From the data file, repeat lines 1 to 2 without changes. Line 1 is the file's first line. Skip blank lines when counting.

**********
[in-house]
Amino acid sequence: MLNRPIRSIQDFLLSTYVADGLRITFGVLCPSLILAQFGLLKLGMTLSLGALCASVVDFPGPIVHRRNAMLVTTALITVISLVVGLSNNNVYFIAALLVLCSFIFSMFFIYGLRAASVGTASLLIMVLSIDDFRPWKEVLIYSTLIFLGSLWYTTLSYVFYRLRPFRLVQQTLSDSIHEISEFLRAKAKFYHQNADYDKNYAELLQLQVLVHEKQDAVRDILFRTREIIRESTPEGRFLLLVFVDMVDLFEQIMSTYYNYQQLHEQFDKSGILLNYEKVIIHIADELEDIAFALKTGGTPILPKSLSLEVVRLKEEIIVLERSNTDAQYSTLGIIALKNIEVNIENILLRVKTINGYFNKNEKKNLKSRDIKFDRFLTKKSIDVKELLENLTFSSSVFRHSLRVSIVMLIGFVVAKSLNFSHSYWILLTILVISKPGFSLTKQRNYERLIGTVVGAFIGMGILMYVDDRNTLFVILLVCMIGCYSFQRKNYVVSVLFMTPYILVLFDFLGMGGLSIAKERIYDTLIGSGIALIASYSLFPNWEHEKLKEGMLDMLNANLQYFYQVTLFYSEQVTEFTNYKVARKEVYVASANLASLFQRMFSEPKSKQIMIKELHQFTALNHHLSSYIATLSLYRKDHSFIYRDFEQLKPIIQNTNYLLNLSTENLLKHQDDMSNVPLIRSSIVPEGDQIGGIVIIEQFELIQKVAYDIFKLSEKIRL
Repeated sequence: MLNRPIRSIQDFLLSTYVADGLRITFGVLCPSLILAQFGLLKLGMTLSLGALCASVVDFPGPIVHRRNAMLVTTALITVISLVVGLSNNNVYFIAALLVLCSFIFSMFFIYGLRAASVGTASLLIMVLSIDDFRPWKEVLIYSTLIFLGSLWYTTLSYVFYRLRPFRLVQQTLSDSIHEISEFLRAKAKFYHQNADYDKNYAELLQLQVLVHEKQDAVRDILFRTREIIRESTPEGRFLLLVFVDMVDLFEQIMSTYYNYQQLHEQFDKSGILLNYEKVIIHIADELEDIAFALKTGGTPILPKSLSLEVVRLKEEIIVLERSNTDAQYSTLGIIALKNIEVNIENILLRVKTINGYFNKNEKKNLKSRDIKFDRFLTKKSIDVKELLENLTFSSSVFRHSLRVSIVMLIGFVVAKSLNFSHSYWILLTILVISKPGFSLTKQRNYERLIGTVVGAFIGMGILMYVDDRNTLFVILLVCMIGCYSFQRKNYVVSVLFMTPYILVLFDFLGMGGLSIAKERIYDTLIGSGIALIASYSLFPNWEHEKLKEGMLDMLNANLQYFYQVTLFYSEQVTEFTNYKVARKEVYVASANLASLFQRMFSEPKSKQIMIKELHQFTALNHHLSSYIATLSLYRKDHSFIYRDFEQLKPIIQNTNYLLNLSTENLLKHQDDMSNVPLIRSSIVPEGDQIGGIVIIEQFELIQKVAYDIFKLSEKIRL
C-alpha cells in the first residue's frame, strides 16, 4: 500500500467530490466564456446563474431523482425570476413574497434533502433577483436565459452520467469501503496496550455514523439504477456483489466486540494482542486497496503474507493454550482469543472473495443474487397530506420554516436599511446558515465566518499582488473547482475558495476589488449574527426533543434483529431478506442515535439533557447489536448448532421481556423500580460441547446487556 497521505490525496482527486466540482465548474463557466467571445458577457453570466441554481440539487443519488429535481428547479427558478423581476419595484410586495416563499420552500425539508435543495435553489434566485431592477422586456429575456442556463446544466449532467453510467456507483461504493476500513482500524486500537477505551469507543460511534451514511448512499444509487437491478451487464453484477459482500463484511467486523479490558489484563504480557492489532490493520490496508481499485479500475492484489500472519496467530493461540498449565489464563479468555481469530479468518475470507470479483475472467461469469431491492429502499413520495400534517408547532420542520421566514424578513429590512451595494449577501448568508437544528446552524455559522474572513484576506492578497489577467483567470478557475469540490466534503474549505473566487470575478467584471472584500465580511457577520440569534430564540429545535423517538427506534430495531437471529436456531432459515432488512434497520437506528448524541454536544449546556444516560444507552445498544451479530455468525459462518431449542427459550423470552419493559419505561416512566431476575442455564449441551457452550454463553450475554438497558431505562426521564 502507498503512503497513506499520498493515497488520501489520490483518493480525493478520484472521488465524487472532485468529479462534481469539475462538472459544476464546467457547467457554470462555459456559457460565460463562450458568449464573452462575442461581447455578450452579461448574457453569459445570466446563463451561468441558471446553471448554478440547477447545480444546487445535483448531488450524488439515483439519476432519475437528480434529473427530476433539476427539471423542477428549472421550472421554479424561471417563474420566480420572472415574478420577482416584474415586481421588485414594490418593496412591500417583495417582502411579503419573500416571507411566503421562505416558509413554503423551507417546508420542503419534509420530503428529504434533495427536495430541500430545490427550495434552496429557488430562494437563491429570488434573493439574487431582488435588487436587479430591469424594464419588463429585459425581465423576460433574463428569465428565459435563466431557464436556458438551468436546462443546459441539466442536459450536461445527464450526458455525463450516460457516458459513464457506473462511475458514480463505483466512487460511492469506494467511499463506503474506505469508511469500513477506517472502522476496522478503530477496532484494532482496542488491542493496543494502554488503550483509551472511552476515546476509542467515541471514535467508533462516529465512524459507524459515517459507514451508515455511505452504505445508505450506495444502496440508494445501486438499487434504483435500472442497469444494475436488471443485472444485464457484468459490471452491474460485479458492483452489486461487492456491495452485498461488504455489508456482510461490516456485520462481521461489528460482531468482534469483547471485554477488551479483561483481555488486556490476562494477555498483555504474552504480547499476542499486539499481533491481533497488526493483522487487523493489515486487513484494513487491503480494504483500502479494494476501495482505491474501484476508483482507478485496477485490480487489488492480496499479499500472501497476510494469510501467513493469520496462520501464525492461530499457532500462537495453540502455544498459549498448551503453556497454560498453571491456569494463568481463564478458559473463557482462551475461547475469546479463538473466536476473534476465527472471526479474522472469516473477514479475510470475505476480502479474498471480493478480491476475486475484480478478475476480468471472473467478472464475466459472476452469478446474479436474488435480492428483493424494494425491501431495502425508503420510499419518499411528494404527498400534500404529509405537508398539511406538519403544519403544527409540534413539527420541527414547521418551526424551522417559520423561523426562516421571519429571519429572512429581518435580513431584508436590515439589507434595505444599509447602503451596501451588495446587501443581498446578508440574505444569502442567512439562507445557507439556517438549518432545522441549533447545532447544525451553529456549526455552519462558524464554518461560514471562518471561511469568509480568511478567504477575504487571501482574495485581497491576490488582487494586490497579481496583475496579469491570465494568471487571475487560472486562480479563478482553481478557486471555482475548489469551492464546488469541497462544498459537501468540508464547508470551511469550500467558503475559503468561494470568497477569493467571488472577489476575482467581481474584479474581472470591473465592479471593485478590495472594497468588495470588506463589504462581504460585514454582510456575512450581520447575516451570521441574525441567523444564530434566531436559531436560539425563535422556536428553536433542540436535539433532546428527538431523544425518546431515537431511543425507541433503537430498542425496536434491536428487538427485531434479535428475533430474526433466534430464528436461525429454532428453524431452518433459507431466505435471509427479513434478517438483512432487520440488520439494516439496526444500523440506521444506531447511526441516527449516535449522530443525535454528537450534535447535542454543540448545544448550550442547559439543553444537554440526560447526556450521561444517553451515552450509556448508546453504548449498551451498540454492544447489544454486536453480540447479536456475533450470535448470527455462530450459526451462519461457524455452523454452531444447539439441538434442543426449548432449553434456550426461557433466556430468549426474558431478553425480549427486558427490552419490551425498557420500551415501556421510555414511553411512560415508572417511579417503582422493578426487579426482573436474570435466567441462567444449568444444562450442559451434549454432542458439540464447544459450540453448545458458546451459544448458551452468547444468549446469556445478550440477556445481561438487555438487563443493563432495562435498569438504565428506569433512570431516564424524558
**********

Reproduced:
[in-house]
Amino acid sequence: MLNRPIRSIQDFLLSTYVADGLRITFGVLCPSLILAQFGLLKLGMTLSLGALCASVVDFPGPIVHRRNAMLVTTALITVISLVVGLSNNNVYFIAALLVLCSFIFSMFFIYGLRAASVGTASLLIMVLSIDDFRPWKEVLIYSTLIFLGSLWYTTLSYVFYRLRPFRLVQQTLSDSIHEISEFLRAKAKFYHQNADYDKNYAELLQLQVLVHEKQDAVRDILFRTREIIRESTPEGRFLLLVFVDMVDLFEQIMSTYYNYQQLHEQFDKSGILLNYEKVIIHIADELEDIAFALKTGGTPILPKSLSLEVVRLKEEIIVLERSNTDAQYSTLGIIALKNIEVNIENILLRVKTINGYFNKNEKKNLKSRDIKFDRFLTKKSIDVKELLENLTFSSSVFRHSLRVSIVMLIGFVVAKSLNFSHSYWILLTILVISKPGFSLTKQRNYERLIGTVVGAFIGMGILMYVDDRNTLFVILLVCMIGCYSFQRKNYVVSVLFMTPYILVLFDFLGMGGLSIAKERIYDTLIGSGIALIASYSLFPNWEHEKLKEGMLDMLNANLQYFYQVTLFYSEQVTEFTNYKVARKEVYVASANLASLFQRMFSEPKSKQIMIKELHQFTALNHHLSSYIATLSLYRKDHSFIYRDFEQLKPIIQNTNYLLNLSTENLLKHQDDMSNVPLIRSSIVPEGDQIGGIVIIEQFELIQKVAYDIFKLSEKIRL